I meet IT folks fairly frequently who want to know how to get started in Security. But Security is a huge field! What kind of security are you intersted in? Or what kind of Security do you think you’re interested in? And how do you find out?
Personally, I’m biased toward not starting in Security, but starting in System Administration or Network Administration or development or….
The reason is that if you haven’t actually spent time running an IT shop, you won’t really have an idea of what you’re defending or the balance between keeping things running smoothly and patching (for example).
When a Security professional “demands” that a patch be applied, we should understand the implications of those demands and be able to work with the Operations teams to ensure the patches are tested properly - again, just as an example.
So with that disclaimer out of the way…
First of all, you need a home lab. You need a place to test out new tools and technologies - WITH PERMISSION - and a home lab is probably the best place to do that.
Both virtualziation platforms allow you to create internal, virtual networks where you can see the interaction between attack tools and defense tools, and get familiar with how to configure both.
What should go in your lab? I’m glad you asked!
Below, I’ve started a list of tools and technologies I’ve used in production and/or learning environments that will give you plenty to explore. Many of these resources are free and/or Open Source, though obviously not all of them. These are also not listed in order of preference or performance. For most of these, I’ve included a brief description or thoughts around the tool, but I’m sure this will be a bit of a living list.
And who knows? Maybe I’ll get around to writing up some more in-depth info on these as time goes on. :-)
Tools / Resources
*Last updated: 2021-09-09
- Great for running virtual machines on your laptop / small server
- Run a virtual data center in a single server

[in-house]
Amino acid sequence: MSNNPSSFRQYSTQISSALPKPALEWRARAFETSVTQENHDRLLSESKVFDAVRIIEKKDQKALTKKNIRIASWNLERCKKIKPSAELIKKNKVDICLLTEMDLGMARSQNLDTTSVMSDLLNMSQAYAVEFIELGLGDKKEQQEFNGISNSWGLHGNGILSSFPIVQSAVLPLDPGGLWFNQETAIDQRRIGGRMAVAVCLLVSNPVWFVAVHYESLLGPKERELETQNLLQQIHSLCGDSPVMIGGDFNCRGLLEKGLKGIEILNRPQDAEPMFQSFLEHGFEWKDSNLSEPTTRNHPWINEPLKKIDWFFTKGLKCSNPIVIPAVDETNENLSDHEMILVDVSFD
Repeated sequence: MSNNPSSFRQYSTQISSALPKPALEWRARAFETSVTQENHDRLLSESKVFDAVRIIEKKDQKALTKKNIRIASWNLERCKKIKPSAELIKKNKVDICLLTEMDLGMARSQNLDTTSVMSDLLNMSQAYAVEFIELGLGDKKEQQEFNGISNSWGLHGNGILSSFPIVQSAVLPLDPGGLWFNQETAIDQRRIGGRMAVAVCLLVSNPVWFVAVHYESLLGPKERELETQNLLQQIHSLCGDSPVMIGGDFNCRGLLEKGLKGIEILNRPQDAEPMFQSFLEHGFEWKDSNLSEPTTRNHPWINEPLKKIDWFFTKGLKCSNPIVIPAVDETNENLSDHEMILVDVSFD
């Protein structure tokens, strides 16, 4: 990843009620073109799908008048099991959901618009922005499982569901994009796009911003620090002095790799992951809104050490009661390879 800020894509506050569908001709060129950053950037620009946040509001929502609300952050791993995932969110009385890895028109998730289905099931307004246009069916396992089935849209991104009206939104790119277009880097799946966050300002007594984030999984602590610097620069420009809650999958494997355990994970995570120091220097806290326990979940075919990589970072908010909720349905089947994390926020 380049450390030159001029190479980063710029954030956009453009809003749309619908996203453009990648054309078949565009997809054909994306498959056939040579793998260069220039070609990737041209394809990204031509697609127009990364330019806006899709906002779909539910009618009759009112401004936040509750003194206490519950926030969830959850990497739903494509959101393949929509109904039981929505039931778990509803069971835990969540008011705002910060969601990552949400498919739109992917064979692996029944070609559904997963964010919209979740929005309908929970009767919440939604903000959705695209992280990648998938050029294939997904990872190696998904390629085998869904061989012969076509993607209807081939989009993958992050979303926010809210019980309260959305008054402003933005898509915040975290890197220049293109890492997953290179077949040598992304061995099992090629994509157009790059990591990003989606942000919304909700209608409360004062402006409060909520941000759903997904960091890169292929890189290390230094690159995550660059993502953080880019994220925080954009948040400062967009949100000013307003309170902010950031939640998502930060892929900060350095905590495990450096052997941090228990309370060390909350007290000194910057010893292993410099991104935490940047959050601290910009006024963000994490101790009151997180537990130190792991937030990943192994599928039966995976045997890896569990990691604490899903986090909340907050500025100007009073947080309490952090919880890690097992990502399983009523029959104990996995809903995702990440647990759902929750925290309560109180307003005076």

- This is really the next step up for home labs and suitable for larger labs (or even home production use)
- The defacto standard for local virtual machines. Not free.
- Not as expensive as you think it might be, once you get the hang of it.
- Vultr and/or DigitalOcean
- Good places to run a virtual server for $5 / month
- Perfect if you don’t want to dive into AWS just yet.
Network Routing and Firewalls
- The famous Linux firewall.
- There are a ton of resources and tutorials out there on this, but I included the one for CentOS.
- It’s not necessarily the best, but it’s a start.
- BSD-based Open Source firewall.
- Includes a web GUI for management.
- Fork of PFSense, but probably my pick between the two.
- Still a solid, supported Web GUI-based BSD firewall.
- Not free, but their Cloud Hosted Router (CHR) is excellently priced.
- There are also cheap(er) hardware devices that can be purchased to run this production-supported solution.
- Command line Linux-based router and firewall. Love this software, but it doesn’t have a frequent update cycle.
- grep / Regular Expressions
- Learn regular expressions. You’ll need them.
- And you’ll hate them.
- Let’s Encrypt
- Free, programmable TLS certificates.
- No reason not to have a cert on any website you create.
- nmap - Network Mapper
- The defacto standard for network scanners.